Eye movements present during acquisition of a retinal image with optical coherence tomography (OCT) introduce
motion artifacts into the image, complicating analysis and registration. This effect is especially pronounced in highresolution
data sets acquired with adaptive optics (AO)-OCT instruments. Several retinal tracking systems have been
introduced to correct retinal motion during data acquisition. We present a method for correcting motion artifacts in AOOCT
volume data after acquisition using simultaneously captured adaptive optics-scanning laser ophthalmoscope (AOSLO)
images. We extract transverse eye motion data from the AO-SLO images, assign a motion adjustment vector to
each AO-OCT A-scan, and re-sample from the scattered data back onto a regular grid. The corrected volume data
improve the accuracy of quantitative analyses of microscopic structures.
In this paper we present a mathematical model for a point-actuated, continuous facesheet deformable mirror. The model consists of a single partial differential equation for the facesheet coupled with a number of nonlinear algebraic constraints (one constraint per actuator). We also present a nonlinearly constrained quadratic minimization problem whose solution gives the quasi-steady state control for the mirror, given a target wavefront aberration.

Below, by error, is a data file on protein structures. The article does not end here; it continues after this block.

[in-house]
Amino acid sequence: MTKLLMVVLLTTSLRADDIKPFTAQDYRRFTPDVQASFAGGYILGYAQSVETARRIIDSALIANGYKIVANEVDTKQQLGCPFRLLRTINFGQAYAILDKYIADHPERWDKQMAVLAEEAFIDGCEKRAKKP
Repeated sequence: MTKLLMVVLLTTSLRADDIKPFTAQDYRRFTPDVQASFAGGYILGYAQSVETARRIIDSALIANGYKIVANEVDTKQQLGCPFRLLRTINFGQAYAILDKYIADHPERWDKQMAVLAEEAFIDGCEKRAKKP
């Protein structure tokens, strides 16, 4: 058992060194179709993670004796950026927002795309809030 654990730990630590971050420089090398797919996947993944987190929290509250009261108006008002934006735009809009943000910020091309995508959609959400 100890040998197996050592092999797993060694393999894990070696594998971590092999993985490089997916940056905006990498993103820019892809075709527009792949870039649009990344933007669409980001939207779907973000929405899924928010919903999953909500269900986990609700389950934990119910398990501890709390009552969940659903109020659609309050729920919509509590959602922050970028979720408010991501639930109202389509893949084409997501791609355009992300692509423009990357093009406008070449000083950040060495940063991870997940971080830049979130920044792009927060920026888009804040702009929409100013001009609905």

In this paper we present a Fourier-domain preconditioned conjugate gradient algorithm for the fitting step in Multi-Conjugate Adaptive Optics (MCAO) for extremely large telescopes. This algorithm is fast and robust, and it is convenient to implement with parallel processing in a real-time system. Simulation results are presented for an MCAO system for a 30-meter telescope with 2 deformable mirrors.
In this paper, we provide an overview of the adaptive optics (AO) program for the Thirty Meter Telescope (TMT) project, including an update on requirements; the philosophical approach to developing an overall AO system architecture; the recently completed conceptual designs for facility and instrument AO systems; anticipated first light capabilities and upgrade options; and the hardware, software, and controls interfaces with the remainder of the observatory. Supporting work in AO component development, lab and field tests, and simulation and analysis is also discussed. Further detail on all of these subjects may be found in additional papers in this conference.